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More than 50 Texas appellate opinions (on direct appeal) issued in the last 30 days have had to deal with alleged ineffective assistance claims. This seems to be getting out of hand. I did not check to see how many succeeded, but I am sure it was a very small percentage. Poor upbringing and poor lawyering seem to account for an awful lot of problems in this world.
After closer inspection, I have determined that only 37 opinions (in 30 days time) involved a claim of ineffective assistance. I excluded from the count claims raised in 11.072 writs and pro se in Anders appeals. But, the claim was rejected in every one of the cases. 37 is still way too many in my opinion. I recognize the advocate has a duty to use legal procedure for the fullest benefit of the client's cause and that account must be taken of the law's ambiguities and potential for change. But these claims too often seem to be unreasonably increasing the burdens of the case and unreasonably delaying resolution; and fail to demonstrate respect for the legal system and for those who serve it. Who is worse, the trial attorney who failed to do this or that or the appellate attorney who has no qualms about nitpicking the profession to death? Maybe Strickland does not provide enough guidance between the not so bad and not good enough.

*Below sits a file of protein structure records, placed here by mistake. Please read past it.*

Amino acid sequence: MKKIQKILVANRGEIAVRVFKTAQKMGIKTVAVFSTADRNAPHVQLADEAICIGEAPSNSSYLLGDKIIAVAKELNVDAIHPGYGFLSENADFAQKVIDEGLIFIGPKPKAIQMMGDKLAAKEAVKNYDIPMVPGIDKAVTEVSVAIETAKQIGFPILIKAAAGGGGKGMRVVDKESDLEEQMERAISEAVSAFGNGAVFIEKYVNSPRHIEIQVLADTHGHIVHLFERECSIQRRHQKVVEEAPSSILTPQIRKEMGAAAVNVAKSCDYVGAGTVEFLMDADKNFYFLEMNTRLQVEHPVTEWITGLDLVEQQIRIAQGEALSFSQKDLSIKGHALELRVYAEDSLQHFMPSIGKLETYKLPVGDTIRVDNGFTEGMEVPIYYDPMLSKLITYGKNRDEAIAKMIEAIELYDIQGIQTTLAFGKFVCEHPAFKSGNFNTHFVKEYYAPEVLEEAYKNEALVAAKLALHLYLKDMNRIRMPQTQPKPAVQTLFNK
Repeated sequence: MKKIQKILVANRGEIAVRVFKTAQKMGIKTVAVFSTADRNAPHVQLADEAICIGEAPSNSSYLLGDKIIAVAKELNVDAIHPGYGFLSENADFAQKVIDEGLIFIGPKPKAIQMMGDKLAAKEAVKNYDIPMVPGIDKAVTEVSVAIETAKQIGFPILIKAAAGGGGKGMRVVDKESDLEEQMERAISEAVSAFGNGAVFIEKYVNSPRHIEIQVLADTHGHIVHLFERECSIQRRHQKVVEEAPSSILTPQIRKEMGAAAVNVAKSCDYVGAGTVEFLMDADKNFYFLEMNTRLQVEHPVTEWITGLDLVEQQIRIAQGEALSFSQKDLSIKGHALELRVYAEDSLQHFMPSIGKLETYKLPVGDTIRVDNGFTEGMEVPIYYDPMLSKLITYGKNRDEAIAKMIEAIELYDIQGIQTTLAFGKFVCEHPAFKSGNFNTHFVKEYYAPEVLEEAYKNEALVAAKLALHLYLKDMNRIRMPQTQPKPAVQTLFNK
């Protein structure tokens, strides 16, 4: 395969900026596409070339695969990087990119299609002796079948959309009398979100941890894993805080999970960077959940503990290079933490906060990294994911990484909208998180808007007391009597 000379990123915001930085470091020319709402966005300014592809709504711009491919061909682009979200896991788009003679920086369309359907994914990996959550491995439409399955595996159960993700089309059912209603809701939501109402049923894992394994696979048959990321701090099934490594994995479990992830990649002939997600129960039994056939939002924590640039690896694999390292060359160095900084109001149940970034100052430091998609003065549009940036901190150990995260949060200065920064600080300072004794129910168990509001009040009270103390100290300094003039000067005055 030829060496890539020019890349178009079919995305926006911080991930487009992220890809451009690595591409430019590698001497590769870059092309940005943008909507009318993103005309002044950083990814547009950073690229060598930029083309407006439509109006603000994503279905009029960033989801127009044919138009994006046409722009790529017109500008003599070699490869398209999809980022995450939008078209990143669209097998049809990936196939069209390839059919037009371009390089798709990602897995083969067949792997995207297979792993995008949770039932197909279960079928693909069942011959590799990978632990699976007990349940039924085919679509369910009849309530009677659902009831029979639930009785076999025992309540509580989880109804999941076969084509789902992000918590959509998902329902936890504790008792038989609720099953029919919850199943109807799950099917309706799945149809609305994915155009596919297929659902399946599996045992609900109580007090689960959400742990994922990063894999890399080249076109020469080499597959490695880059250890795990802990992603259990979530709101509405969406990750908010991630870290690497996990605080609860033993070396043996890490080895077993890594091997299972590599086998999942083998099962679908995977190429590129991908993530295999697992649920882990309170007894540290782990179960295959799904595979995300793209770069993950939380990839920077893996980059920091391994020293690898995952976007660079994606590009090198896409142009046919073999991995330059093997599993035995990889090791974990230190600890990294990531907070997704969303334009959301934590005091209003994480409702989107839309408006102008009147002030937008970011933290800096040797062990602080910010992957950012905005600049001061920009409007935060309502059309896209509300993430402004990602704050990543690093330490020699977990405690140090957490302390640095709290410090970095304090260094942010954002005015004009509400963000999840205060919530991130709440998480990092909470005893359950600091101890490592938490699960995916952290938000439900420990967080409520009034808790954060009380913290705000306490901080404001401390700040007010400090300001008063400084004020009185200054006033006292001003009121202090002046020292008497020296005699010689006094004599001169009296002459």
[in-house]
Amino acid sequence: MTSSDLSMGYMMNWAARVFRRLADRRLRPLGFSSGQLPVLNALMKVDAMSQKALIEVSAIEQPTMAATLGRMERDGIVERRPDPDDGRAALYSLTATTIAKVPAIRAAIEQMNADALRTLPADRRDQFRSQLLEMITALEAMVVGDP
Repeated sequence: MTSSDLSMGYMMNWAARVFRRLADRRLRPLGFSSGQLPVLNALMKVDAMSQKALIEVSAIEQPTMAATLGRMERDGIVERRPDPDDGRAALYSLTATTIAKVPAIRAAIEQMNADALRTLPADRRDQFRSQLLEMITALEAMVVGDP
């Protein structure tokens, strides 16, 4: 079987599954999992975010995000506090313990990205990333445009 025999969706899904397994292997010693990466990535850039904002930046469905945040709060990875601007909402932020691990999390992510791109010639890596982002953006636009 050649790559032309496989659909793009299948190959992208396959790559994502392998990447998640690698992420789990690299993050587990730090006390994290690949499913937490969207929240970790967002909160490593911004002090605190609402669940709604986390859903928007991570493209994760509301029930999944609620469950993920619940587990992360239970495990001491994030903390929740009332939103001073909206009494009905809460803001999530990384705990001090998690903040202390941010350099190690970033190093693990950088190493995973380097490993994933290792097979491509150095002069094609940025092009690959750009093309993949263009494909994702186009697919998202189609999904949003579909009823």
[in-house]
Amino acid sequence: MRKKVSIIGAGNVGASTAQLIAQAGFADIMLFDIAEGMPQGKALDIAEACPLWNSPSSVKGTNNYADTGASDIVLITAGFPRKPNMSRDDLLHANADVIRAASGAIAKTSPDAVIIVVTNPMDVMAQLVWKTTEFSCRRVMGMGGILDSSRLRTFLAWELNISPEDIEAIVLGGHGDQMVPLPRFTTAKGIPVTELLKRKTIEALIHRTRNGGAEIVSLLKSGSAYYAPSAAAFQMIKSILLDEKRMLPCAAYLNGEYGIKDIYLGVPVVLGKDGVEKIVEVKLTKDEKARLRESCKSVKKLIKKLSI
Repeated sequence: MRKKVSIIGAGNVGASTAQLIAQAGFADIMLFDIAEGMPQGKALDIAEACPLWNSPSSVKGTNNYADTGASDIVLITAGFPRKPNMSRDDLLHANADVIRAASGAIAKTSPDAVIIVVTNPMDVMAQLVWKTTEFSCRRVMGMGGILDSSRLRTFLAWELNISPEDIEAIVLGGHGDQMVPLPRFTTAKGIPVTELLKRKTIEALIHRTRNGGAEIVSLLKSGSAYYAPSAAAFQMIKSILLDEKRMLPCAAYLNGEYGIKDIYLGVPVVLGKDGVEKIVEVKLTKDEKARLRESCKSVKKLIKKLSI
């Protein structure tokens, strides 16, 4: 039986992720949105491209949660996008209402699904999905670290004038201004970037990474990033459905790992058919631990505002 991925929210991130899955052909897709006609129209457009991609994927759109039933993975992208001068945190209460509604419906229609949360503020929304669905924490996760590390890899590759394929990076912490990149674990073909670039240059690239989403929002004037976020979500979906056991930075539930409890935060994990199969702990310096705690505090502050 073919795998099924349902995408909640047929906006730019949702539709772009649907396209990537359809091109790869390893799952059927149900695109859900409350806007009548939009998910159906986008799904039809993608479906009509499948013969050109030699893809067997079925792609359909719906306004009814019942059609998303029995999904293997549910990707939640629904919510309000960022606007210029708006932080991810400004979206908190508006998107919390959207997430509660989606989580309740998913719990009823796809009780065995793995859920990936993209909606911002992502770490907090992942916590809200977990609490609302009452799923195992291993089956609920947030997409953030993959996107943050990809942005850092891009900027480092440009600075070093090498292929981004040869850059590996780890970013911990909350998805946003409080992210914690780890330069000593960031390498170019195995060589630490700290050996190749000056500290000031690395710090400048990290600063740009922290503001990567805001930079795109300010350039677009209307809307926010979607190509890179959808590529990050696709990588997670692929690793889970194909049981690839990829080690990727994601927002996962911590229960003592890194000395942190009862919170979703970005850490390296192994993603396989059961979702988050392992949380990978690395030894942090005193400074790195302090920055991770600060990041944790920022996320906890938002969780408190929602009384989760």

[This message was edited by Martin Peterson on 08-23-08 at .]
Posts: 2386 | Registered: February 07, 2001Reply With QuoteReport This Post
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